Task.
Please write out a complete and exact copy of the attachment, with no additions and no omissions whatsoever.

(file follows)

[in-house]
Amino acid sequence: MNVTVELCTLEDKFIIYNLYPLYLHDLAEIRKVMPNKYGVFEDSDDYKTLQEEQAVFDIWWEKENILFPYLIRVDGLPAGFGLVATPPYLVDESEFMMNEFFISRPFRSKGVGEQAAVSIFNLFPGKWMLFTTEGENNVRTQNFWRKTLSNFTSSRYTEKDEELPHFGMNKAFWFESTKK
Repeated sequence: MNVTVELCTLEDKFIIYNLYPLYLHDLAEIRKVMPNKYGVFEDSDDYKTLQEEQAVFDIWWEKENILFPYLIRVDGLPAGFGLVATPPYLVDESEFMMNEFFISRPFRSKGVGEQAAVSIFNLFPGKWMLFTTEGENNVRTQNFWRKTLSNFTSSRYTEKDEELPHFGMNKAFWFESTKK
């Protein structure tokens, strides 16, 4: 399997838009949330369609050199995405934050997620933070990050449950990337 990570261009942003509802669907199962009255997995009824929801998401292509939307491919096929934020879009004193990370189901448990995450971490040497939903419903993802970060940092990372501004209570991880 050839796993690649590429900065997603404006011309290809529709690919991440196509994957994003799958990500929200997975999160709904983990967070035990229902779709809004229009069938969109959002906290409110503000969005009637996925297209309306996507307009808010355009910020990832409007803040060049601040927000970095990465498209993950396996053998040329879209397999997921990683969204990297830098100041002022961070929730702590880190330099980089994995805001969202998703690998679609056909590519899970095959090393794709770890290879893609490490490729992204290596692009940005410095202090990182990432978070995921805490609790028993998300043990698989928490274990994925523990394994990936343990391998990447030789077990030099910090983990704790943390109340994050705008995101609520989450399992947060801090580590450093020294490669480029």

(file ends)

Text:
[in-house]
Amino acid sequence: MNVTVELCTLEDKFIIYNLYPLYLHDLAEIRKVMPNKYGVFEDSDDYKTLQEEQAVFDIWWEKENILFPYLIRVDGLPAGFGLVATPPYLVDESEFMMNEFFISRPFRSKGVGEQAAVSIFNLFPGKWMLFTTEGENNVRTQNFWRKTLSNFTSSRYTEKDEELPHFGMNKAFWFESTKK
Repeated sequence: MNVTVELCTLEDKFIIYNLYPLYLHDLAEIRKVMPNKYGVFEDSDDYKTLQEEQAVFDIWWEKENILFPYLIRVDGLPAGFGLVATPPYLVDESEFMMNEFFISRPFRSKGVGEQAAVSIFNLFPGKWMLFTTEGENNVRTQNFWRKTLSNFTSSRYTEKDEELPHFGMNKAFWFESTKK
């Protein structure tokens, strides 16, 4: 399997838009949330369609050199995405934050997620933070990050449950990337 990570261009942003509802669907199962009255997995009824929801998401292509939307491919096929934020879009004193990370189901448990995450971490040497939903419903993802970060940092990372501004209570991880 050839796993690649590429900065997603404006011309290809529709690919991440196509994957994003799958990500929200997975999160709904983990967070035990229902779709809004229009069938969109959002906290409110503000969005009637996925297209309306996507307009808010355009910020990832409007803040060049601040927000970095990465498209993950396996053998040329879209397999997921990683969204990297830098100041002022961070929730702590880190330099980089994995805001969202998703690998679609056909590519899970095959090393794709770890290879893609490490490729992204290596692009940005410095202090990182990432978070995921805490609790028993998300043990698989928490274990994925523990394994990936343990391998990447030789077990030099910090983990704790943390109340994050705008995101609520989450399992947060801090580590450093020294490669480029």